It isn’t practical to attempt to define all possible types of method. We probably can’t conceive everything that might be invented in the future, and even if we could, trying to define and classify all conceivable types would be massively complicated and quite a bit of the result may never be used. So it seems sensible to concentrate on classifying and describing things that have been rung or which people want to ring, where the insights gained by those who devised, composed and rang the methods may well help in formulating the classification.
Of course if classification is done after things have been rung then it would be necessary to remove the requirement for peals to contain methods that have already been classified, thus breaking the ‘Catch 22’. Then people could ring innovative methods without fear of their peals being non-compliant and it would remove pressure and dispute from the process of updating the method classifications to include them.
Inevitably with a tightly defined official classification of methods, sooner or later someone will devise methods that don’t fit. A good example was when ‘link methods’ were devised. They were intended to join together longer blocks of conventional methods to switch around the order of the bells between blocks in order to achieve specific musical effects. Their unusual structure enabled them to do this more rapidly than using conventional methods.
But these new methods were ‘round pegs’, that were difficult to classify using the ‘square holes’ of the Decisions. Some didn’t fit at all, and in an attempt to legitimise them a new classification of ‘non method block’ was added to the Decisions.
Needless to say, telling people that their new methods had to be called non-methods wasn’t any more popular than telling them that their peals weren’t really proper peals (as discussed in the last article). Some of the round pegs were squeezed into the square holes of existing classifications, but they couldn’t all be squeezed into the same holes. So what was devised as a family of new methods ended up spread around several classifications (including ‘non-method’).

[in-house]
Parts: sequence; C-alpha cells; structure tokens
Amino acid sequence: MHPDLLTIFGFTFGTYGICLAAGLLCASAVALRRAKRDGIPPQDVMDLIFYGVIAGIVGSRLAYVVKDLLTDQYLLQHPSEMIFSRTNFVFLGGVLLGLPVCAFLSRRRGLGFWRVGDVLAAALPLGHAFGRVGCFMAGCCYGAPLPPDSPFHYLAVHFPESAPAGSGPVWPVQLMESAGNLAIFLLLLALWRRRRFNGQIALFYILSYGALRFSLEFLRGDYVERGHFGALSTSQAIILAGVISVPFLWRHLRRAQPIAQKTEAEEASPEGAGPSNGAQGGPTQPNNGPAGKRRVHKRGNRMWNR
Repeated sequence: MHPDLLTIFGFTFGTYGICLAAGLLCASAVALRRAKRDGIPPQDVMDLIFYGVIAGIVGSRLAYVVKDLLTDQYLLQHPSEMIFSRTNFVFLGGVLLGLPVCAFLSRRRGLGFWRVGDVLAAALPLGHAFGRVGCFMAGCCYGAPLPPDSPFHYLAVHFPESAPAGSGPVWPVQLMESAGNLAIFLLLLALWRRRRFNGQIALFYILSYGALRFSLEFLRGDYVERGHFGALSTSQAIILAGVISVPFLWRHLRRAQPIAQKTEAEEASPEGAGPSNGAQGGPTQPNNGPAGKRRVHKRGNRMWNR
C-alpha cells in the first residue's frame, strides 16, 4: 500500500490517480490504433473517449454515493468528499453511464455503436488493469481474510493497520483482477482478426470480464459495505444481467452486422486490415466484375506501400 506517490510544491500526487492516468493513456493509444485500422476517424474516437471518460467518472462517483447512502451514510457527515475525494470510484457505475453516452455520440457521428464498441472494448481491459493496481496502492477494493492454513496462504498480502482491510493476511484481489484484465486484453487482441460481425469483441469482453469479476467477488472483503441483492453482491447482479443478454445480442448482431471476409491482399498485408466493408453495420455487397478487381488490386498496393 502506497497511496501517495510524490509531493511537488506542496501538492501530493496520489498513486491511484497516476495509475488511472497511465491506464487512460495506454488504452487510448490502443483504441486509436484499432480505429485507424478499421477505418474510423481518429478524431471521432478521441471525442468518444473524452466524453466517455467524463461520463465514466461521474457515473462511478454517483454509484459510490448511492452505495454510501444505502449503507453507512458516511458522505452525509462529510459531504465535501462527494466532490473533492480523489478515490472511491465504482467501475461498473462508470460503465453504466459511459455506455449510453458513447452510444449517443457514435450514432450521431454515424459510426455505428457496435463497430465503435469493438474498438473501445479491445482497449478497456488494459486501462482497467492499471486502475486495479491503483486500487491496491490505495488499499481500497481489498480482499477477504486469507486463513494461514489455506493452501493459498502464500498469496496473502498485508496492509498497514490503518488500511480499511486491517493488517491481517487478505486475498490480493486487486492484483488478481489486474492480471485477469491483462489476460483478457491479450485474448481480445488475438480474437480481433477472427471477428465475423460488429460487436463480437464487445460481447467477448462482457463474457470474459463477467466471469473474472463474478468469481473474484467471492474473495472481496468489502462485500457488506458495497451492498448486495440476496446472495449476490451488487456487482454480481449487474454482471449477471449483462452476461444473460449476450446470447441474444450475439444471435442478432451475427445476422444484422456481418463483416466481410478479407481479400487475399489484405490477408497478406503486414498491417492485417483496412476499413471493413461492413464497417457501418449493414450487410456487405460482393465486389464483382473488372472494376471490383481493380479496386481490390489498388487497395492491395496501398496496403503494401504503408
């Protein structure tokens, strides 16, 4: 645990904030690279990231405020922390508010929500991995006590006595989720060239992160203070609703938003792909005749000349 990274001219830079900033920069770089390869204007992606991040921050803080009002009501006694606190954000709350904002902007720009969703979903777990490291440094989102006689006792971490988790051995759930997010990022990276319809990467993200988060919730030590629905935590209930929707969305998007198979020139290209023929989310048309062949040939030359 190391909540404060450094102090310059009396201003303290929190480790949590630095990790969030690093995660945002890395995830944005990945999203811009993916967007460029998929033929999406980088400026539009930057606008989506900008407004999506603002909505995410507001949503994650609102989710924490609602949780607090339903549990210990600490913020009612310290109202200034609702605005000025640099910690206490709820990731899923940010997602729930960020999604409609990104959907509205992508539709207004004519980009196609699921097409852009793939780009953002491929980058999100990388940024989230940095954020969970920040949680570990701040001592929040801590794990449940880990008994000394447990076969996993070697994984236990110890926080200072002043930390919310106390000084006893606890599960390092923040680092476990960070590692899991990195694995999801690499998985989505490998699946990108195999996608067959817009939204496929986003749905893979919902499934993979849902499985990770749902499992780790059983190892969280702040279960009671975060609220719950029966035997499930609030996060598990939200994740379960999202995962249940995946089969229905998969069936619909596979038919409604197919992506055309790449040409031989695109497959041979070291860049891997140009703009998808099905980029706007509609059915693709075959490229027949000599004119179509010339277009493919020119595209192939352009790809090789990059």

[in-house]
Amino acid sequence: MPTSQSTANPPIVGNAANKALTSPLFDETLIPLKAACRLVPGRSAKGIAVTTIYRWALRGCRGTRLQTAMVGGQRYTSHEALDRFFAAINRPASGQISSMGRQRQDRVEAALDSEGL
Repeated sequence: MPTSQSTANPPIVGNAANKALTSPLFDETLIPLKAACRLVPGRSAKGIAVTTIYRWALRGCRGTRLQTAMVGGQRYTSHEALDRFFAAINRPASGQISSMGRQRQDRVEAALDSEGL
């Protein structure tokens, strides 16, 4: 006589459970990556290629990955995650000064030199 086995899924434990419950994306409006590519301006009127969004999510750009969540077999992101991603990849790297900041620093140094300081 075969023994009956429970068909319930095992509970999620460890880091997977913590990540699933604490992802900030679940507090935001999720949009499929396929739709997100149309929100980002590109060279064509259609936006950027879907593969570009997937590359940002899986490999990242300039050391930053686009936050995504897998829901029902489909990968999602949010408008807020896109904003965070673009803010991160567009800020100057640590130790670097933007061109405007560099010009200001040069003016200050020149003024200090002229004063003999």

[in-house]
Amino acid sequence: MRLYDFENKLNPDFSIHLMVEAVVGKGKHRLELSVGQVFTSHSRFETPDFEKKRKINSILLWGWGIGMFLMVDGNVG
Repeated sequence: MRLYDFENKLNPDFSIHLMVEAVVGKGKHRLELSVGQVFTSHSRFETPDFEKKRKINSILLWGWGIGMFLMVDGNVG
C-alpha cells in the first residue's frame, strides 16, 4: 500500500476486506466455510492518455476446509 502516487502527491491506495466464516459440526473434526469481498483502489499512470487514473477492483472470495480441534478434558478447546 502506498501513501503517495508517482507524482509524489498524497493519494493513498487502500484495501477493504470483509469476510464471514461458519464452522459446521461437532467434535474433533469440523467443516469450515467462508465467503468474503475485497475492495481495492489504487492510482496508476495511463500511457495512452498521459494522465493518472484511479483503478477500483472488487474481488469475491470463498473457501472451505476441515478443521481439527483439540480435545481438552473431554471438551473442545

The introduction of non method blocks was intended as a catch-all for anything that didn’t fit within the confines of how the Decisions have classified methods so far, but it didn’t even do that. As noted above, there are methods where the sequence of changes varies depending on the position of individual bells, but in a non method block (or any class of method currently covered by the Decisions) the sequence of changes is fixed unless there is a call.
Another type of misfit is what are known as ‘jump methods’. Everything I’ve discussed so far uses conventional changes where bells move no more than one place at a time. This was originally a physical restriction imposed by the dynamics of swinging bells, and it led to the mathematical richness and complexity of change ringing as we know it. But methods have been rung where although most changes only move bells a place at a time, one or more bells may move more than one place. These are called jump changes and they are quite easy to do with light tower bells or with handbells. Those who have rung jump methods say that the experience is much the same as ringing conventional methods. In the past, peals of such methods had to be published as ‘miscellaneous performances’ to satisfy the rules in the Decisions.
When devising a classification system there is a conflict between keeping it tidy and consistent on the one hand and ensuring that it can cover (or be extended to cover) all the things that people might want to ring on the other. In the past the Decisions erred on the side of tidiness, even to the extent of excluding several things that had already been rung. Obviously this deters anyone wishing to ring other things. Should the balance now be moved in the other direction, towards inclusion rather than exclusion?
In the next article I will discuss method naming.
John Harrison 2016 (Cartoon by Yvonne Hall)
See the current Decisions . Article first published in The Ringing World in 2016
|Back to Top||Back to Articles||Back to What's New||Return to Home page|